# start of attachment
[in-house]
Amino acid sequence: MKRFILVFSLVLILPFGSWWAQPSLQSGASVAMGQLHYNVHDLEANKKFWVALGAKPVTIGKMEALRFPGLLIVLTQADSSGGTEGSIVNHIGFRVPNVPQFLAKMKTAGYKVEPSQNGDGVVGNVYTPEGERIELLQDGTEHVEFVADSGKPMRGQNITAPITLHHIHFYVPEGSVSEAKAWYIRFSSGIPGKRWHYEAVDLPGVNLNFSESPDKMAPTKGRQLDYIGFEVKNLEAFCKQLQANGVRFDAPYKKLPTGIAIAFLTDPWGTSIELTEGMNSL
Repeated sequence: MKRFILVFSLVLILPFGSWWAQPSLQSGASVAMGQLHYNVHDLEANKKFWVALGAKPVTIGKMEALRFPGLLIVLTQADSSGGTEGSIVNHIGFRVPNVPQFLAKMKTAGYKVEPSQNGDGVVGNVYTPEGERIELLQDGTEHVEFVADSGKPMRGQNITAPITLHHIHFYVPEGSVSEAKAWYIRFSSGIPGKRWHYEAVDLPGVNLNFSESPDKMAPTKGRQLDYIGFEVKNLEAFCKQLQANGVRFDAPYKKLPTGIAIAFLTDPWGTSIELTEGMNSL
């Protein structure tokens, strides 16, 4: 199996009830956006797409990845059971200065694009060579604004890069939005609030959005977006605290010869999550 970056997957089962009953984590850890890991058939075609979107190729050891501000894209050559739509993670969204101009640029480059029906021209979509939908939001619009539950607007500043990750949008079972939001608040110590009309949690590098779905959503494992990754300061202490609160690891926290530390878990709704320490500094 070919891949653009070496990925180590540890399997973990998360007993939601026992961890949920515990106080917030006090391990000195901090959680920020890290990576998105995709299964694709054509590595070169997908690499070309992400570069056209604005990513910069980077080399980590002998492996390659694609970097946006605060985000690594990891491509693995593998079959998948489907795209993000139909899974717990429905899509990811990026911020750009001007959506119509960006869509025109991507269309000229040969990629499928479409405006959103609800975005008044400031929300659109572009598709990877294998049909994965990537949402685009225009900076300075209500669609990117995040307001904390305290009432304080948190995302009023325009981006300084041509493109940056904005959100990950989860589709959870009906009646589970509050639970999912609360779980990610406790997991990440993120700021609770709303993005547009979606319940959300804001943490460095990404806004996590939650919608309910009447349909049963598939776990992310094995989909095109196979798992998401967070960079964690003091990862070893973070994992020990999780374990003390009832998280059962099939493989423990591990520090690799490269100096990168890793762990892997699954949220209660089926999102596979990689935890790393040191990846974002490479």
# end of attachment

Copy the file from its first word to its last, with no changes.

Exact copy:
[in-house]
Amino acid sequence: MKRFILVFSLVLILPFGSWWAQPSLQSGASVAMGQLHYNVHDLEANKKFWVALGAKPVTIGKMEALRFPGLLIVLTQADSSGGTEGSIVNHIGFRVPNVPQFLAKMKTAGYKVEPSQNGDGVVGNVYTPEGERIELLQDGTEHVEFVADSGKPMRGQNITAPITLHHIHFYVPEGSVSEAKAWYIRFSSGIPGKRWHYEAVDLPGVNLNFSESPDKMAPTKGRQLDYIGFEVKNLEAFCKQLQANGVRFDAPYKKLPTGIAIAFLTDPWGTSIELTEGMNSL
Repeated sequence: MKRFILVFSLVLILPFGSWWAQPSLQSGASVAMGQLHYNVHDLEANKKFWVALGAKPVTIGKMEALRFPGLLIVLTQADSSGGTEGSIVNHIGFRVPNVPQFLAKMKTAGYKVEPSQNGDGVVGNVYTPEGERIELLQDGTEHVEFVADSGKPMRGQNITAPITLHHIHFYVPEGSVSEAKAWYIRFSSGIPGKRWHYEAVDLPGVNLNFSESPDKMAPTKGRQLDYIGFEVKNLEAFCKQLQANGVRFDAPYKKLPTGIAIAFLTDPWGTSIELTEGMNSL
């Protein structure tokens, strides 16, 4: 199996009830956006797409990845059971200065694009060579604004890069939005609030959005977006605290010869999550 970056997957089962009953984590850890890991058939075609979107190729050891501000894209050559739509993670969204101009640029480059029906021209979509939908939001619009539950607007500043990750949008079972939001608040110590009309949690590098779905959503494992990754300061202490609160690891926290530390878990709704320490500094 070919891949653009070496990925180590540890399997973990998360007993939601026992961890949920515990106080917030006090391990000195901090959680920020890290990576998105995709299964694709054509590595070169997908690499070309992400570069056209604005990513910069980077080399980590002998492996390659694609970097946006605060985000690594990891491509693995593998079959998948489907795209993000139909899974717990429905899509990811990026911020750009001007959506119509960006869509025109991507269309000229040969990629499928479409405006959103609800975005008044400031929300659109572009598709990877294998049909994965990537949402685009225009900076300075209500669609990117995040307001904390305290009432304080948190995302009023325009981006300084041509493109940056904005959100990950989860589709959870009906009646589970509050639970999912609360779980990610406790997991990440993120700021609770709303993005547009979606319940959300804001943490460095990404806004996590939650919608309910009447349909049963598939776990992310094995989909095109196979798992998401967070960079964690003091990862070893973070994992020990999780374990003390009832998280059962099939493989423990591990520090690799490269100096990168890793762990892997699954949220209660089926999102596979990689935890790393040191990846974002490479």